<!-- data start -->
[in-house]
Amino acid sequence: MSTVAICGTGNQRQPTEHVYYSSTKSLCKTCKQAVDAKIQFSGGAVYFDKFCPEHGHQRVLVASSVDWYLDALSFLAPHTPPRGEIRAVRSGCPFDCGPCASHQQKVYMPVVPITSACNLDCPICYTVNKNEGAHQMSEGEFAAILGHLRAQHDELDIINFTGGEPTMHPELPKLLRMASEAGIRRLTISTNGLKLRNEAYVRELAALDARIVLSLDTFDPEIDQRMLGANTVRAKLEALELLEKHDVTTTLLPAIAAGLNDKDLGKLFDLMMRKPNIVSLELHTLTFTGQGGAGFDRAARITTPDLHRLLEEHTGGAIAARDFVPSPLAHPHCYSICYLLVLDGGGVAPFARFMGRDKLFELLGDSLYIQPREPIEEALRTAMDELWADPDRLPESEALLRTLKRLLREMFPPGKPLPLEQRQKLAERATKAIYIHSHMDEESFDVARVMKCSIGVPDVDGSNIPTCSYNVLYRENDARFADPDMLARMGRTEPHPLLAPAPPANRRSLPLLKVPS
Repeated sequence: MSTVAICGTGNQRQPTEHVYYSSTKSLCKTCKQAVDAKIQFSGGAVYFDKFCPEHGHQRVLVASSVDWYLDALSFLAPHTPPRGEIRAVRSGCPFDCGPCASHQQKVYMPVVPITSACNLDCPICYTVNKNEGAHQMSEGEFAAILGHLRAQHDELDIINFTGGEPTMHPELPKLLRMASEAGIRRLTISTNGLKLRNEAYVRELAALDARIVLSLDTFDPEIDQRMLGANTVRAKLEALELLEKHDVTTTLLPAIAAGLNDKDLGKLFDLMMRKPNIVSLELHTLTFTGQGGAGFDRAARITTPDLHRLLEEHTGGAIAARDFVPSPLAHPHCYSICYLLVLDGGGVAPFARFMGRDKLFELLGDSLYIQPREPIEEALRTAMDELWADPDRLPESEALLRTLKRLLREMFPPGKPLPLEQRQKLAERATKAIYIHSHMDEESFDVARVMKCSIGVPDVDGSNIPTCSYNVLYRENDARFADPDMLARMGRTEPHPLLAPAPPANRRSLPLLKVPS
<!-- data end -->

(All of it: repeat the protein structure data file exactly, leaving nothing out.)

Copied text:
[in-house]
Amino acid sequence: MSTVAICGTGNQRQPTEHVYYSSTKSLCKTCKQAVDAKIQFSGGAVYFDKFCPEHGHQRVLVASSVDWYLDALSFLAPHTPPRGEIRAVRSGCPFDCGPCASHQQKVYMPVVPITSACNLDCPICYTVNKNEGAHQMSEGEFAAILGHLRAQHDELDIINFTGGEPTMHPELPKLLRMASEAGIRRLTISTNGLKLRNEAYVRELAALDARIVLSLDTFDPEIDQRMLGANTVRAKLEALELLEKHDVTTTLLPAIAAGLNDKDLGKLFDLMMRKPNIVSLELHTLTFTGQGGAGFDRAARITTPDLHRLLEEHTGGAIAARDFVPSPLAHPHCYSICYLLVLDGGGVAPFARFMGRDKLFELLGDSLYIQPREPIEEALRTAMDELWADPDRLPESEALLRTLKRLLREMFPPGKPLPLEQRQKLAERATKAIYIHSHMDEESFDVARVMKCSIGVPDVDGSNIPTCSYNVLYRENDARFADPDMLARMGRTEPHPLLAPAPPANRRSLPLLKVPS
Repeated sequence: MSTVAICGTGNQRQPTEHVYYSSTKSLCKTCKQAVDAKIQFSGGAVYFDKFCPEHGHQRVLVASSVDWYLDALSFLAPHTPPRGEIRAVRSGCPFDCGPCASHQQKVYMPVVPITSACNLDCPICYTVNKNEGAHQMSEGEFAAILGHLRAQHDELDIINFTGGEPTMHPELPKLLRMASEAGIRRLTISTNGLKLRNEAYVRELAALDARIVLSLDTFDPEIDQRMLGANTVRAKLEALELLEKHDVTTTLLPAIAAGLNDKDLGKLFDLMMRKPNIVSLELHTLTFTGQGGAGFDRAARITTPDLHRLLEEHTGGAIAARDFVPSPLAHPHCYSICYLLVLDGGGVAPFARFMGRDKLFELLGDSLYIQPREPIEEALRTAMDELWADPDRLPESEALLRTLKRLLREMFPPGKPLPLEQRQKLAERATKAIYIHSHMDEESFDVARVMKCSIGVPDVDGSNIPTCSYNVLYRENDARFADPDMLARMGRTEPHPLLAPAPPANRRSLPLLKVPS